Strategic Management in a Global Environment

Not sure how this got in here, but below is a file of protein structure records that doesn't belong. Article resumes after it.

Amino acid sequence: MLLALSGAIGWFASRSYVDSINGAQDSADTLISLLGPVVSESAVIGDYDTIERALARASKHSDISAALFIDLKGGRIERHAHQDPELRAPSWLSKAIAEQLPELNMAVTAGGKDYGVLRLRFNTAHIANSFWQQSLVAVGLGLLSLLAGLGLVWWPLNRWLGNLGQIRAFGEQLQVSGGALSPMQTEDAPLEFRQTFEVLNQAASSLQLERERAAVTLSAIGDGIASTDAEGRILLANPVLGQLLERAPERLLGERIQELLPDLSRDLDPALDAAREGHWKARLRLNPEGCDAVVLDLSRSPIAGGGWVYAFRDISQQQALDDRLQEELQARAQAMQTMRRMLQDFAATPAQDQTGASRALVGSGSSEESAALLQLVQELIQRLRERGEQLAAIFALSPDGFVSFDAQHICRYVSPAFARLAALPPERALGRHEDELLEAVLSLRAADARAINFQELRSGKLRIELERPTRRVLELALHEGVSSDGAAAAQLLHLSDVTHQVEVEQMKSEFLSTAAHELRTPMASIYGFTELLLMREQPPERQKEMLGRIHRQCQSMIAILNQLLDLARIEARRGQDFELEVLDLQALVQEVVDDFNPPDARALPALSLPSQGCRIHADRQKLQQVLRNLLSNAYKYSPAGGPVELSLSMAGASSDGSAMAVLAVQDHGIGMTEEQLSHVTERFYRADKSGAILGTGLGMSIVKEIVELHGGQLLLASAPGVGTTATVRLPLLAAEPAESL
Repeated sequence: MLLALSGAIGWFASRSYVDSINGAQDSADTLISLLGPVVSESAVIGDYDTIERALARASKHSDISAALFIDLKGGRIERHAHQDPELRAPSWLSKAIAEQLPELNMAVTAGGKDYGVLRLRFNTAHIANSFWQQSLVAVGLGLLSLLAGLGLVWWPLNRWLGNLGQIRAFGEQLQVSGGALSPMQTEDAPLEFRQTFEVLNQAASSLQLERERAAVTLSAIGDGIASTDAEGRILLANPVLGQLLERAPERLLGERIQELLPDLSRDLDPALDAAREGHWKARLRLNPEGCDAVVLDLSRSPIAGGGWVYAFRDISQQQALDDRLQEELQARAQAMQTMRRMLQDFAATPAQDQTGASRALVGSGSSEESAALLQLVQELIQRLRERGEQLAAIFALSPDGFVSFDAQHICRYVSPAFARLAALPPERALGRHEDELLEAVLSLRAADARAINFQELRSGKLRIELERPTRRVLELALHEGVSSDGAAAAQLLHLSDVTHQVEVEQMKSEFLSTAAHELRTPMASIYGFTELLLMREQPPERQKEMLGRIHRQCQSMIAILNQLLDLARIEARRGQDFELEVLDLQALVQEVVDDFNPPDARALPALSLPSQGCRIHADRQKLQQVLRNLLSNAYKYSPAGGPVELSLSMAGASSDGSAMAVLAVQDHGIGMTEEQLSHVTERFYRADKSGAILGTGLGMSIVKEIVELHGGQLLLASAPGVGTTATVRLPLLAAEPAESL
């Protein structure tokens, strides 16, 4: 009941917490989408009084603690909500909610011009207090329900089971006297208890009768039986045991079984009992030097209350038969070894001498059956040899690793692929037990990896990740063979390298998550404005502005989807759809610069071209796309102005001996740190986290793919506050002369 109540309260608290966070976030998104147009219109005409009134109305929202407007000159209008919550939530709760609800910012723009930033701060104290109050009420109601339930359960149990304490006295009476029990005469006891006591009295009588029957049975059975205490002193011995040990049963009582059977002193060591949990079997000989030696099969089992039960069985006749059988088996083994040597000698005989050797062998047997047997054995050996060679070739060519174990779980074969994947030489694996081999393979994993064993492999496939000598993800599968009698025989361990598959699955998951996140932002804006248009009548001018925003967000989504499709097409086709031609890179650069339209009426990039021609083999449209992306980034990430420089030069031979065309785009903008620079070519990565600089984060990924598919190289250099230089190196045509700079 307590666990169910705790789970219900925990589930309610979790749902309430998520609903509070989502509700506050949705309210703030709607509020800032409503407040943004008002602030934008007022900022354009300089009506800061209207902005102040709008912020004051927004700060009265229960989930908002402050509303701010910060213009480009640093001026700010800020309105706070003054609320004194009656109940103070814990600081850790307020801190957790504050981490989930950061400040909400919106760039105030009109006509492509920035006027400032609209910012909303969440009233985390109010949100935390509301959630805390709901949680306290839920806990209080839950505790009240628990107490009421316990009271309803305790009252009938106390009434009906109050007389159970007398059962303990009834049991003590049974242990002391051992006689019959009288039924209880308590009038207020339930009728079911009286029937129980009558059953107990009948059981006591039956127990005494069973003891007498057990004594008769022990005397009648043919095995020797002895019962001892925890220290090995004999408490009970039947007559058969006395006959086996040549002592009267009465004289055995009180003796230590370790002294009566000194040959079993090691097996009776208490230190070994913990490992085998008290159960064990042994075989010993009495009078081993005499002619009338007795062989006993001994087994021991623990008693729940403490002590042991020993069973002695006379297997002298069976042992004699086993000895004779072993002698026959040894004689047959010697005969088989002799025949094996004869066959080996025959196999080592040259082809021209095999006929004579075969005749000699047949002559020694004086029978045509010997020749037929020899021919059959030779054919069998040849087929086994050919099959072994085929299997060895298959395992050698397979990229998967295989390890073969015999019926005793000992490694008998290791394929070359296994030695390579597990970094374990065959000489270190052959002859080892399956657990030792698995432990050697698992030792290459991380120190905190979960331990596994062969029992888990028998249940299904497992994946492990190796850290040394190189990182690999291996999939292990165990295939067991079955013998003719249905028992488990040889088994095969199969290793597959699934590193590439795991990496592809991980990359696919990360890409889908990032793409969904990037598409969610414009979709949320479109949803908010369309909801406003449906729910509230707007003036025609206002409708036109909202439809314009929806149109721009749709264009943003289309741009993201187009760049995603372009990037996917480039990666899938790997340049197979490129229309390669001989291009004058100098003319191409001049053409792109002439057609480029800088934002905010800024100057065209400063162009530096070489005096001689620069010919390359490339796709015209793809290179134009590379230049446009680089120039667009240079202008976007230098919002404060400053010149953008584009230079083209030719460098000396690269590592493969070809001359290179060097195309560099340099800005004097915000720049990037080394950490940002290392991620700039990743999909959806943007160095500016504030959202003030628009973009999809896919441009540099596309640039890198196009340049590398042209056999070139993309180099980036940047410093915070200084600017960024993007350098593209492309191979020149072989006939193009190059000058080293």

1. Overview The Group Project (GP)1 involves students making operational and strategic decisions. Students will act as a team of top managers when making these decisions. The strategy project is an integral part of a strategic management course that is offered in Summer Term to the postgraduate students as part of their studies. This project has proved to be one of the best experiential learning experiences for the COBA students, where they should develop strategic management skills. During the project, students should carry out a rigorous analysis of a real-life company. The GP is the final deliverable of the MGT523 Strategic Management in a Global Environment Course and allows you to immediately apply everything you have learned in the classroom. It is a comprehensive and demanding exercise that is carried out over the summer term. The goal of the project is to address and analyse an issue of particular strategic importance of a company from an executive management viewpoint. 2. Learning Objectives The most important learning objectives of the group project are as follows: To give students an opportunity to apply concepts and theories of strategic management in “real world”. To introduce students to practical matters of strategy formulation and implementation. To give students an opportunity to establish concrete relationships between the concepts and methods studied during the program and current real-life strategic and managerial issues. To expose students to the complexity, serendipity and artistic side of strategic management and competition. To help students to analyze, evaluate and create strategies (including green strategies). To help students to develop both written and oral skills when presenting the results of their work. 1 A Capstone Project is an assignment designed specifically to apply and showcase the skills you learned in the course. Page 4 of 13 3. Proposed Assignment Strategy PHASE 1: CHOOSE ONE CASE COMPANY 1. Choose one company of the list below: According to Forbes Middle East (https://www.forbesmiddleeast.com/list/top-50-private-companies-in-the-uae) very few countries across the globe can boast of the achievements that the UAE has to its credit in such a short span. The Gulf Arab country is a preferred regional business hub, with over 90% of the companies that feature on the Forbes Global 2000 list basing their regional headquarters in the UAE. With infrastructure rivaling those from some of the most developed economies, it is also a hub for regional trade. With its first UAE 100 ranking, Forbes Middle East recognizes 100 companies that have played a key role in making the country the thriving business center that it is today. In this issue, Forbes ranked 50 private companies that are having an impact in the region. Private businesses have contributed significantly to the economies, with reputed local families investing their time, capital and expertise to shape the country into what it is today. Methodology As financial information is not available for private companies, Forbes ranked the companies on publicly available information that includes but is not limited to the company websites, official social media platforms and other studies and documents. Forbes ranked the companies on the basis of the number of employees in the company, number of countries that they operate in, the type of businesses as well as the number of sectors that they operate in and the age of the company and editorial points. Each criterion was assigned weights to evaluate the final score. The list below presents the top 50 private companies in the UAE (https://www.forbesmiddleeast.com/list/top-50-private-companies-in-the-uae). The List: Top 50 private companies in the UAE Rank Name Sector Date of Establishment 1 Majid Al Futtaim Diversified 1992 2 Al Ghurair Group Diversified 1960 3 Al-Futtaim Group Diversified 1930 4 Lulu Group International Retail 1966 5 Landmark Group Retail 1973 6 Al Ghurair Group Diversified 1960 7 Saeed & Mohammed Al Naboodah Group Diversified 1958 8 Juma Al Majid Group Diversified 1950 9 S.S. Lootah Group Diversified 1956 Page 5 of 13 10 Khalifa Juma Al Nabooda Group Diversified 1963 11 Al Habtoor Group Diversified 1970 12 BRS Ventures Investments 2016 13 A. A. Al Moosa Enterprises Real Estate 1971 14 A.W. Rostamani Group Diversified 1954 15 GEMS Education Education 2000 16 Al Jaber Group Diversified 1970 17 Al Tayer Group Diversified 1979 18 Sharaf Group Diversified 1975 19 Al Rostamani Group Diversified 1957 20 KBBO Group Investments 2004 21 Al Ahli Holding Group Diversified 1977 22 Albatha Group Diversified 1950 23 Albwardy Investment Diversified 1970 24 Al Falah Holding Diversified 1992 25 Delma Emirates Group Diversified 2008 26 Al Fahim Group Diversified 1958 27 Ghassan Aboud Group Diversified 1994 28 AL Nasser Holdings Diversified 1977 29 Thumbay Group Diversified 1998 30 Easa Saleh Al Gurg Group Diversified 1960 31 Galadari Brothers Diversified 1960 32 Ghobash Diversified 1981 33 Ali & Sons Diversified 1979 34 Gargash Corporate Partners Diversified 1958 35 Al Yousuf Group Diversified 1953 36 Al Abbar Group Industrials 1968 37 Al Ghandi Auto Group Automobiles 1968 38 Bin Harmal Group Diversified 1985 39 Al Ansari Exchange Services 1966 40 Al Mazrouei Group Diversified 1974 41 Danube Group Diversified 1993 42 Al Maskari Holdings Diversified 2008 43 Salem Ahmad Almoosa Enterprises Diversified 1975 44 Saleh Bin Lahej Group Diversified 1988 45 Emcor Facilities Management (EFS) Services 1996 46 Al Abbas Group Diversified 1967 47 Almulla Group Diversified 1985 48 Ahmed Seddiqi & Sons Retail 1950 49 Kingston Holdings Industrials 1996 50 Petrochem Middle East Petrochemicals 1995 Page 6 of 13 2. Each group should analyse and present a different company. Based on that, you need to email the name of the company to me – do some information research before you select the company. Sometimes spending 30 minutes doing research will save you a degree. Companies are available on a first-come, first-served basis with NO repeats! 3. After selecting your company, you should visit its web site to get market reports of this company. Secondly, go to article databases such as Infotrac. Emerald, Proquest and etc to find articles on the company. Vast majority of articles will not be usually academic, but practical. Lastly, do some Google search, BBC news and, of course, visit the company’s web site. 4. When writing a company-based report you would usually be expected to concentrate on practical side rather then on theory. Good solution may be for you to give practical analysis – but refer to the theory on the appendix. 5. Also, please remember, that each company has its history, therefore when, for example, suggesting a new strategy for the company – always firstly analyse previous strategies on that organisation, because it is possible, that whatever you suggest may have already been used by the company. PHASE 2: ANALYZING FIRM’S PERFORMANCE AND ISSUES Firm and Industry Performance: Analyze focal firm’s performance against industry average and its key competitors. Has the company done well? Has it done better than industry average? Has it done better than the key competitors? External Analysis: Analyze external environment of the firm over a period covered in the case. How did the industry and its attractiveness evolve? Why so? Identify key external challenges/factors that industry faced over time. How did they affect industry? What has been the nature of rivalry? Internal Analysis: Analyze firm’s internal environment. Identify key challenges facing firm in the past. Why are these key challenges? How did they affect Firm? What are the firm’s key resources/activities/functional expertise? How have these resources/activities/functional expertise affected firm’s relative performance? Critical assessment of Strategy: Critically analyze firm’s strategy and competitive advantage? What has it been? Has it enjoyed competitive enjoyed? Suffered from disadvantaged? Has it been sustainable? Why so? Has it planned strategy implementation well? Has it been doing a good job of evaluation and control? Page 7 of 13 Key lessons learnt from the past: What are the key sources of competitive advantage in this industry? What are the key factors likely to affect industry and firm’s performance in future? PHASE 3: DEFINING THE CURRENT ISSUE(S) AND PROBLEM STATEMENT What are the main strategic issues company is likely to face going forward? The problem statement should be a clear, concise statement of exactly what needs to be addressed. This is not easy to write! Asking your team the following questions may help: What appears to be the problem(s) here? How do I know that this is a problem? Note that by asking this question, you will be helping to differentiate the symptoms of the problem from the problem itself. Example: while declining sales or unhappy employees are a problem to most companies, they are in fact, symptoms of underlying problems which need to address. What are the immediate issues that need to be addressed? This helps to differentiate between issues that can be resolved within the context of the case, and those that are bigger issues that needed to addressed at a another time (preferably by someone else!). Differentiate between importance and urgency for the issues identified. Some issues may appear to be urgent, but upon closer examination are relatively unimportant, while others may be far more important (relative to solving our problem) than urgent. You want to deal with important issues in order of urgency to keep focused on your objective. Important issues are those that have a significant effect on: 1. Profitability, 2. Strategic direction of the company, 3. Source of competitive advantage, 4. Morale of the company’s employees, and/or 5. Customer satisfaction. The problem statement may be framed as a question, e.g.: What should we do? or How can we improve market share? Usually the problem statement has to be re-written several times during the analysis of a case, as you peel back the layers of symptoms. Page 8 of 13 PHASE 4: ANALYZING INFORMATION In analyzing the case data, you are trying to answer the following: 1. Why or how did these issues arise? You are trying to determine cause and effect for the problems identified. You cannot solve a problem that you cannot determine the cause of! It may be helpful to think of the organization in question as consisting of the following components: a. resources, such as materials, equipment, or supplies, and b. people who transform these resources using c. processes, which creates something of greater value. Now, where are the problems being caused within this framework, and why? 2. Who is affected most by this issues? You are trying to identify who are the relevant stakeholders to the situation, and who will be affected by the decisions to be made. 3. What are the constraints and opportunities implicit to this situation? It is very rare that resources are not a constraint, and allocations must be made on the assumption that not enough will be available to please everyone. 4. What do the numbers tell you? You need to take a look at the numbers given in the case study and make a judgment as to their relevance to the problem identified. Not all numbers will be immediately useful or relevant, but you need to be careful not to overlook anything. When deciding to analyze numbers, keep in mind why you are doing it, and what you intend to do with the result. Use common sense and comparisons to industry standards when making judgments as to the meaning of your answers to avoid jumping to conclusions. PHASE 5: GENERATING ALTERNATIVES This section deals with different ways in which the problem can be resolved. Typically, there are many alternatives (the joke is at least three). Being creative at this stage helps. Things to remember at this stage are: 1. Make suitable assumptions: Managers often work with incomplete information by making assumptions about future. Assumptions relate to key external and internal factors. These assumptions are based on historical data and do not represent blanket wishful thinking, however. When you make assumptions, explicitly state them and offer rationale as to why these assumptions make sense. 2. Be realistic! While you might be able to find a dozen alternatives, keep in mind that they should be realistic and fit within the constraints of the situation. Page 9 of 13 3. The alternatives should be mutually exclusive, that is, they cannot happen at the same time. 4. Not making a decision pending further investigation is not an acceptable decision for any case study that you will analyze. A manager can always delay making a decision to gather more information, which is not managing at all! The whole point to this exercise is to learn how to make good decisions, and having imperfect information is normal for most business decisions, not the exception. 5. Doing nothing as in not changing your strategy can be a viable alternative, provided it is the best alternative. You will need to defend this like any other recommendation, based on the facts. 6. Avoid the meat sandwich method of providing only two other clearly undesirable alternatives to make one reasonable alternative look better by comparison. This will be painfully obvious to the reader, and just shows laziness on your part in not being able to come up with more than one decent alternative. 7. Keep in mind that any alternative chosen will need to be implemented at some point, and if serious obstacles exist to successfully doing this, then you are the one who will look bad for suggesting it. Once the alternatives have been identified, a method of evaluating them and selecting the most appropriate one needs to be used to arrive at a decision. PHASE 6: RECOMMENDED STRATEGIES, EVALUATION & CONTROL A very important concept to understand, they answer the question of how you are going to decide which strategy(ies) are the best one to choose. Moreover, how are you going to compete with other companies in the industry? Will you develop a BLS, CLS and/or sustainability/green strategy? To phrase it in a more conceptual way: which resources or capabilities are you going to use to pursue opportunities in the external environment so that you company attains sustained competitive advantage? How are you going to evaluate and control your strategy(ies) (KPIs & NEW Balanced Scorecard) Please go from general to specific. Start with a general strategy (e.g. cost leadership) and then talk about the specific tactics that you will use to implement that strategy (e.g. expanding production to lower unit costs). Page 10 of 13 PHASE 7: CONCLUSION, REFERENCES & APPENDICES Conclusion: The conclusion is intended to help the reader understand why your strategic analysis should matter to them after they have finished reading the report. A conclusion is not merely a summary of the main topics covered or a re-statement of your strategic analysis, but a synthesis of key points. Finish the strategy report with conclusions that support your recommended strategies. References: You should cite all external sources in your text by using APA format. It is a good idea to start your references section at the beginning of the writing process and add to it as you go along. It will be a tedious and time-consuming task if left until you have completed the main body of the text. If you do leave it until the end, the time spent on compiling the reference section is time that would have been better spent on checking and amending your report. All in-text citations should be included in the reference list, and all references should have in-text citations. Important Note: You have to create a fully automatic bibliography list. ONLY a fully automatic bibliography list is acceptable. The references should be in APA Style using Microsoft Word or Mendeley (for more details see attached file). Appendices – Supplementary material at the end of a book, article, document, or other text, usually of an explanatory, statistical, or bibliographic nature. In general, appendices should be kept to the minimum. If they are so important that your reader’s understanding of the points you are making in the text makes their inclusion in the report necessary, then they should be in the main body of the text. If, on the other hand, the material is ‘interesting to know’ rather than ‘essential to know’ then it should be in the appendices. Page 11 of 13 4. Proposed Structure of the Written Report 1. Title page 1.1. Company name 1.2. Class code and class name 1.3. Full names and student ids of group members 1.4. Instructor name 1.5. Semester and year 2. Automatic table of contents 3. Executive summary 3.1. Summarize your entire report in one page or less 4. Analyzing firm’s past performance and issues 4.1. Firm and industry performance 4.2. External analysis 4.3. Internal analysis 4.4. Critical assessment of strategy 4.5. Key lessons learnt from the past 5. Identifying current issues 5.1. Phase 3: defining the current issue(s) and problem statement 5.2. Phase 4: analyzing information 5.3. Phase 5: generating alternatives 6. Recommended Strategies, Evaluation & Control 6.1. Phase 6: recommended strategies (BLS, CLS or Green Strategies), key decision-criteria, evaluation and control (KPIs, NEW Balanced Scorecard) 7. Conclusion 8. Bibliography-References 9. Appendices Page 12 of 13 5. Notes on Written Reports Always remember that you will be judged by the quality of your work, which includes your written work such as case study reports. Sloppy, dis-organized, poor quality work will say more about you than you probably want said! To ensure the quality of your written work, keep the following in mind when writing your report: 1. Proof-read your work! Not just on the screen while you write it, but the hard copy after it is printed. Fix the errors before submitting. 2. Use spell checker to eliminate spelling errors 3. Use grammar checking to avoid common grammatical errors such as run on sentences. 4. Note that restating of case facts is not included in the format of the case report, nor is it considered part of analysis. Anyone reading your report will be familiar with the case, and you need only to mention facts that are relevant to (and support) your analysis or recommendation as you need them. 5. You are highly encouraged to use tools, framework and theories covered in this course to conduct analysis and synthesis and develop arguments. Clearly identifying and correctly matching theoretical basis while building arguments will help in securing good grades. 6. If you are going to include exhibits (particularly numbers) in your report, you will need to refer to them within the body of your report, not just tack them on at the end! This reference should be in the form of supporting conclusions that you are making in your analysis. The reader should not have to guess why particular exhibits have been included, nor what they mean. If you do not plan to refer to them, then leave them out. 7. Write in a formal manner suitable for scholarly work, rather than a letter to a friend. 8. Common sense and logical thinking can do wonders for your evaluation! 9. You should expect that the computer lab’s printer will not be functioning in the twelve hours prior to your deadline for submission. Plan for it! 10. Proof-read your work! Have someone else read it too! (particularly if English is not your first language) This second pair of eyes will give you an objective opinion of how well your report holds together. ALL works MUST be TYPED and hard copy MUST be professionally presented – NO exceptions. Page 13 of 13 6. My Grading Criteria There’s no such thing as “the correct answer” to a case study question. Several answers. Generally, the instructors’ use the following criteria when assigning a grade to a response: 1. The overall quality of a response’s content a. Does your response actually address a question? b. How effective is your solution? c. How original is your response? d. Does your response contain sufficient details? 2. The degree to which a response shows understanding of concepts, frameworks and theories covered in the course a. Does your response actually use a concept, framework, or theory covered in this class? b. Does your response get into specifics of a concept, framework, or theory? 3. The degree to which a response is logically coherent a. Is there a line of thought that flows through your response? b. Are you claims supported/illustrated with facts, examples, or illustrations? c. Is your response well-structured?